In the following guest post, Jeff Lubitz, Managing Director, ISS Securities Class Action Services, and Jarett Sena, Director of Litigation Analysis, ISS Securities Class Action Services, take a look at the recent jury verdict in the securities class action lawsuit investors filed against Tesla CEO Elon Musk about his infamous “take private” tweet. I would like to thank Jeff and Jarett for allowing me to publish their article as a guest post on this site. I welcome guest post submissions from responsible authors on topics of interest to this blog’s readers. Please contact me directly if you would like to submit a guest post. Here is Jeff and Jarett’s guest post.
In what is an anomaly for securities class actions, investors took their case involving Musk’s infamous August 2018 tweets all the way to trial and to verdict. After a three-week trial, a 9-member federal jury in the Northern District of California reached a unanimous decision that Elon Musk and Tesla, Inc. were not liable for tweets Musk made in 2018 about a Tesla buyout.
On August 7, 2018, Musk tweeted he is considering taking Tesla private at $420 per share, with his infamous “funding secured” statement. This tweet along with another that followed – which added “investor support is confirmed” – created the impression that a take-private was virtually certain, according to investors. Funding, however, allegedly was far from secured, as Musk had engaged in only preliminary discussions with Saudi Arabia’s sovereign wealth fund and no cash had been committed. Investors also argued the Tesla Board bore responsibility for ensuring statements made on Musk’s Twitter account – an official channel of communication for Tesla – were truthful.
Tesla’s stock price soared following the initial tweets, but then declined by almost 9%, erasing over $5 billion in market capitalization, following a New York Times article reporting funding had not been secured. In addition to common stockholders, options traders and investors who were short Tesla stock suffered significant losses – collectively to the tune of $12 billion dollars, according to plaintiff’s expert.
On the stand, Musk testified that his Saudi backers – who refused to appear at trial – were “unequivocally” behind his plans to take the company private, and that he was dismayed to find out later via text they “backpedaled.” Part of Musk’s defense was also that a reasonable investor would not believe or act on the information just because he tweeted it. In summation, Musk’s lawyers argued investors only cared that Musk was considering a buyout – the case centered on “bad word choice,” but a “bad tweet doesn’t make it fraud.”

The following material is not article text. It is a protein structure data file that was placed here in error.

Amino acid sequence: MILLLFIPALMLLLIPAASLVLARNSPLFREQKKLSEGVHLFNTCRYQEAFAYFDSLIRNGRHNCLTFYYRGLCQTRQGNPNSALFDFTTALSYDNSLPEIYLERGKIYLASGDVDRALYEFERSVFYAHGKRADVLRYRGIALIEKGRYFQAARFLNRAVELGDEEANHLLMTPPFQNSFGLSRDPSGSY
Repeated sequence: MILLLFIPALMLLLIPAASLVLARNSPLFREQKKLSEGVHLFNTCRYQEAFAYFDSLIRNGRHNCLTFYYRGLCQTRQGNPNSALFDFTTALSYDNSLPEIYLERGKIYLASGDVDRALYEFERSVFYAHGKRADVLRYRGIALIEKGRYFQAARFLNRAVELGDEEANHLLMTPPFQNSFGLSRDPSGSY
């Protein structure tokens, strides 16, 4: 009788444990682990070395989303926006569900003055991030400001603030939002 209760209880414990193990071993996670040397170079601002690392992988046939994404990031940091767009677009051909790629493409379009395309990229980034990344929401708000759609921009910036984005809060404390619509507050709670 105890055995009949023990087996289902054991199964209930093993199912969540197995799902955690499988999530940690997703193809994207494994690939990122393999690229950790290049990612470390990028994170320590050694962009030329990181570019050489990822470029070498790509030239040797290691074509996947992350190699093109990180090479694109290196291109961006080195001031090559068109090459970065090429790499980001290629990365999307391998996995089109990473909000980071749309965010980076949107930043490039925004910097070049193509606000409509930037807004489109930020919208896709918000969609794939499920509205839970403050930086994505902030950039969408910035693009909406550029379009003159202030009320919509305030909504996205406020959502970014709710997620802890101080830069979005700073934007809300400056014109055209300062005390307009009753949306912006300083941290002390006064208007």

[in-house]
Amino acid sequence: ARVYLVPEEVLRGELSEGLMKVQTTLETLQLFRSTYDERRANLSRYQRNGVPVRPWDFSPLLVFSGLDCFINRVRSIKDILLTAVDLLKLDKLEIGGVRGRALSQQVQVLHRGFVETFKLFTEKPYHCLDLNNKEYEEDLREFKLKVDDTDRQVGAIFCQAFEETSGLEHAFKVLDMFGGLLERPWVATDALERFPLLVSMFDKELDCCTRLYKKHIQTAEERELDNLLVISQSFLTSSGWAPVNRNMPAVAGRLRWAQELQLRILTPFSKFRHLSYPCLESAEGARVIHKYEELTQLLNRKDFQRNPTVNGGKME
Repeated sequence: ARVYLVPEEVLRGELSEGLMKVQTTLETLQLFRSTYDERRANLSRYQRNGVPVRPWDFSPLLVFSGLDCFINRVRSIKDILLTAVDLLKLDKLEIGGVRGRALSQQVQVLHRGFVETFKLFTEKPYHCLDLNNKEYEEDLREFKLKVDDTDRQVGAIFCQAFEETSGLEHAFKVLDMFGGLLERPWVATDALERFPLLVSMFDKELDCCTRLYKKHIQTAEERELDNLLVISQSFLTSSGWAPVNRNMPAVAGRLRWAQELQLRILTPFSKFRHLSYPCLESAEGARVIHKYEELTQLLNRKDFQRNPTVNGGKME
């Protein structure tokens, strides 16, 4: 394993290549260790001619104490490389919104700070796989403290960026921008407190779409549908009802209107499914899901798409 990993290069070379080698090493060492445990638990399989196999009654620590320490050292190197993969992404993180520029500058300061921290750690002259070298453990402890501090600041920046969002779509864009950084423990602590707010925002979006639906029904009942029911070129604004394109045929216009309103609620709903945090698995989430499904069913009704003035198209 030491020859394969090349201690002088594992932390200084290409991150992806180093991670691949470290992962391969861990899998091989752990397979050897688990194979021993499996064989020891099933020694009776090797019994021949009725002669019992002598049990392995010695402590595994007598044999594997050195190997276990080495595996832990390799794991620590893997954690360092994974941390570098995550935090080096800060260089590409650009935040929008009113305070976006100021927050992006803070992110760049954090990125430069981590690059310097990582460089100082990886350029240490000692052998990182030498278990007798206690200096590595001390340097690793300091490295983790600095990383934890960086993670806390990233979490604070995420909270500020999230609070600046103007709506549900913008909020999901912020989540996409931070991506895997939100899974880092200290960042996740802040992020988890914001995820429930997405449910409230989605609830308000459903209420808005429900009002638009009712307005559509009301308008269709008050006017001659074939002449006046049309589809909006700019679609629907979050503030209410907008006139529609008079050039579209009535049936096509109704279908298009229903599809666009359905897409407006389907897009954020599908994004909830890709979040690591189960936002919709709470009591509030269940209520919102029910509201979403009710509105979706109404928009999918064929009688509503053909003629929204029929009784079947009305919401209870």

The jury’s verdict finding investors had not proved their 10b-5 claims for both Twitter statements comes in spite of a favorable pretrial ruling for plaintiffs. Judge Edward M. Chen had previously held that the statements were false and Musk made the statements recklessly. However, Judge Chen refused to hold on summary judgment that Musk’s tweets affected Tesla’s share prices, leaving the jury to decide whether the tweets were material to the market and caused investors’ economic losses. While nothing has been filed yet, it is possible the class plaintiff will soon ask the federal judge to set aside the jury verdict.
A shareholder class action making its way to trial is an incredibly rare feat. Of the thousands of cases filed against public companies since the passage of the Private Securities Litigation Reform Act in 1995, it is believed that only 16 have resulted in trial verdicts, including Mr. Musk’s recent win. A majority of cases are dismissed, while the remaining actions settle prior to trial.
Kevin LaCroix of The D&O Diary recently stated “these kind of cases rarely go all the way to trial. In part because you are putting all of the outcome determination in the hands of a bunch of strangers.” Following a defendant’s failure to succeed in its motion to dismiss, a vast majority of companies look to resolve litigation and avoid a trial, where significant risk of financial damages may be awarded. Indeed, securities class actions are often thought of as ‘“bet the company’ cases, and very few corporate defendants are willing to gamble to the same extent as Mr. Musk,” according to Brad Foster of Haynes and Boone LLP.
A few examples of shareholder class action trial verdicts include:
- Dakota Plains – a verdict for the plaintiffs in 2022 against the one defendant (former company co-founder, Michael Reger, who refused a prior settlement)
- Puma Biotechnology – a verdict for the plaintiffs in 2019; later agreeing to a $54.2 million payout
- Vivendi Universal – a verdict for the plaintiffs in 2010; later agreeing to a $78 million payout
Interestingly, shortly after Mr. Musk’s tweets on this topic, both he and Tesla agreed to resolve allegations of wrongdoing with the United States Securities and Exchange Commission. The SEC announced – on September 29, 2018 – a $40 million settlement resolving fraud charges against Mr. Musk and failing to have required disclosure controls and procedures relating to Musk’s tweets with Tesla. Payment terms included $20 million each from Mr. Musk and Tesla.[i]
It will be interesting to see if Mr. Musk’s success at trial spurs other defendants to avoid settling with shareholder plaintiffs and risk added liability from a jury, or if Musk’s willingness to roll the dice is an outlier. ISS Securities Class Action Services will continue to closely monitor actions against Mr. Musk’s companies – including a handful of active cases involving Twitter – and all other shareholder class actions… and communicate updates to its clients and the investment community, as developments occur.
By Jeff Lubitz, Managing Director, ISS Securities Class Action Services, and Jarett Sena, Director of Litigation Analysis, ISS Securities Class Action Services
[i] In 2022, Mr. Musk attempted to terminate the settlement, however a federal judge rejected his arguments.